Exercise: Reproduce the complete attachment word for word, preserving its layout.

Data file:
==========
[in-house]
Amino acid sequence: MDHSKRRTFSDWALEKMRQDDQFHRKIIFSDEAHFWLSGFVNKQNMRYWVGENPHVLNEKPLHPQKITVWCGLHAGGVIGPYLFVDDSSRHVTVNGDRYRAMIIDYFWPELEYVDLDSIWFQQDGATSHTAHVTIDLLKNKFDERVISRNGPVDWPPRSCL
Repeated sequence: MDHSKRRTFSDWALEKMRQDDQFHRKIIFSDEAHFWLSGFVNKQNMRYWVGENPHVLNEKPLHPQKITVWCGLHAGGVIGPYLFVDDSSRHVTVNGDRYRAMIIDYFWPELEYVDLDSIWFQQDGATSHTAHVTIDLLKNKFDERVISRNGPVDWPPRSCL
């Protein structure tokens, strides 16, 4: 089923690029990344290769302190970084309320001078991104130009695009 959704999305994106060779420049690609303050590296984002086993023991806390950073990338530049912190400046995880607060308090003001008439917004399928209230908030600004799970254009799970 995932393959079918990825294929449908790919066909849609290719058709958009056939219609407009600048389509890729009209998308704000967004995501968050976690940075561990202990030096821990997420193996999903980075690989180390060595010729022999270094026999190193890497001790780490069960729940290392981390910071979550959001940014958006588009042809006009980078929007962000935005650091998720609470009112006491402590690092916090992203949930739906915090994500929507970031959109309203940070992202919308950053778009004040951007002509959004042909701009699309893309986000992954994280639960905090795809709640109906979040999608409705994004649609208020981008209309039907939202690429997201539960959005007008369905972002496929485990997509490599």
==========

[in-house]
Amino acid sequence: MDHSKRRTFSDWALEKMRQDDQFHRKIIFSDEAHFWLSGFVNKQNMRYWVGENPHVLNEKPLHPQKITVWCGLHAGGVIGPYLFVDDSSRHVTVNGDRYRAMIIDYFWPELEYVDLDSIWFQQDGATSHTAHVTIDLLKNKFDERVISRNGPVDWPPRSCL
Repeated sequence: MDHSKRRTFSDWALEKMRQDDQFHRKIIFSDEAHFWLSGFVNKQNMRYWVGENPHVLNEKPLHPQKITVWCGLHAGGVIGPYLFVDDSSRHVTVNGDRYRAMIIDYFWPELEYVDLDSIWFQQDGATSHTAHVTIDLLKNKFDERVISRNGPVDWPPRSCL
């Protein structure tokens, strides 16, 4: 089923690029990344290769302190970084309320001078991104130009695009 959704999305994106060779420049690609303050590296984002086993023991806390950073990338530049912190400046995880607060308090003001008439917004399928209230908030600004799970254009799970 995932393959079918990825294929449908790919066909849609290719058709958009056939219609407009600048389509890729009209998308704000967004995501968050976690940075561990202990030096821990997420193996999903980075690989180390060595010729022999270094026999190193890497001790780490069960729940290392981390910071979550959001940014958006588009042809006009980078929007962000935005650091998720609470009112006491402590690092916090992203949930739906915090994500929507970031959109309203940070992202919308950053778009004040951007002509959004042909701009699309893309986000992954994280639960905090795809709640109906979040999608409705994004649609208020981008209309039907939202690429997201539960959005007008369905972002496929485990997509490599």